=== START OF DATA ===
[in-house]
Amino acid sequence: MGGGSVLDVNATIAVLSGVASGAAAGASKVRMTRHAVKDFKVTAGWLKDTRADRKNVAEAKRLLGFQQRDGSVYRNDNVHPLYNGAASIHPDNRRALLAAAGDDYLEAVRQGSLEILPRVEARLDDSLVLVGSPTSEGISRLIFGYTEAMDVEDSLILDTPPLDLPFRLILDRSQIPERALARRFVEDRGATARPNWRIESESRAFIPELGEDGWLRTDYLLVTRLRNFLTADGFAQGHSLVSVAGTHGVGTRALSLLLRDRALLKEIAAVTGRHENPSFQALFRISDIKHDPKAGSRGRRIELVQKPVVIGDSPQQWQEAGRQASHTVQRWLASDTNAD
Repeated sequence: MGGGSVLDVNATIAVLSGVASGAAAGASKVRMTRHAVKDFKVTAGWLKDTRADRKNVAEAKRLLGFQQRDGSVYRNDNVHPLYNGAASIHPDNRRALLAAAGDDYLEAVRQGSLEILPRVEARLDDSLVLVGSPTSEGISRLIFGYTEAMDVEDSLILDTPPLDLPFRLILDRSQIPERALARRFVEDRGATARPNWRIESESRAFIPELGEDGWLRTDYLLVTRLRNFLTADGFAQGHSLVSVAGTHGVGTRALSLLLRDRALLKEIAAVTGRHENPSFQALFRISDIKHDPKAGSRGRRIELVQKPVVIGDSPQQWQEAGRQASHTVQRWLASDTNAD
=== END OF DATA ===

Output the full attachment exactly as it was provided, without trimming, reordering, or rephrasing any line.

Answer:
[in-house]
Amino acid sequence: MGGGSVLDVNATIAVLSGVASGAAAGASKVRMTRHAVKDFKVTAGWLKDTRADRKNVAEAKRLLGFQQRDGSVYRNDNVHPLYNGAASIHPDNRRALLAAAGDDYLEAVRQGSLEILPRVEARLDDSLVLVGSPTSEGISRLIFGYTEAMDVEDSLILDTPPLDLPFRLILDRSQIPERALARRFVEDRGATARPNWRIESESRAFIPELGEDGWLRTDYLLVTRLRNFLTADGFAQGHSLVSVAGTHGVGTRALSLLLRDRALLKEIAAVTGRHENPSFQALFRISDIKHDPKAGSRGRRIELVQKPVVIGDSPQQWQEAGRQASHTVQRWLASDTNAD
Repeated sequence: MGGGSVLDVNATIAVLSGVASGAAAGASKVRMTRHAVKDFKVTAGWLKDTRADRKNVAEAKRLLGFQQRDGSVYRNDNVHPLYNGAASIHPDNRRALLAAAGDDYLEAVRQGSLEILPRVEARLDDSLVLVGSPTSEGISRLIFGYTEAMDVEDSLILDTPPLDLPFRLILDRSQIPERALARRFVEDRGATARPNWRIESESRAFIPELGEDGWLRTDYLLVTRLRNFLTADGFAQGHSLVSVAGTHGVGTRALSLLLRDRALLKEIAAVTGRHENPSFQALFRISDIKHDPKAGSRGRRIELVQKPVVIGDSPQQWQEAGRQASHTVQRWLASDTNAD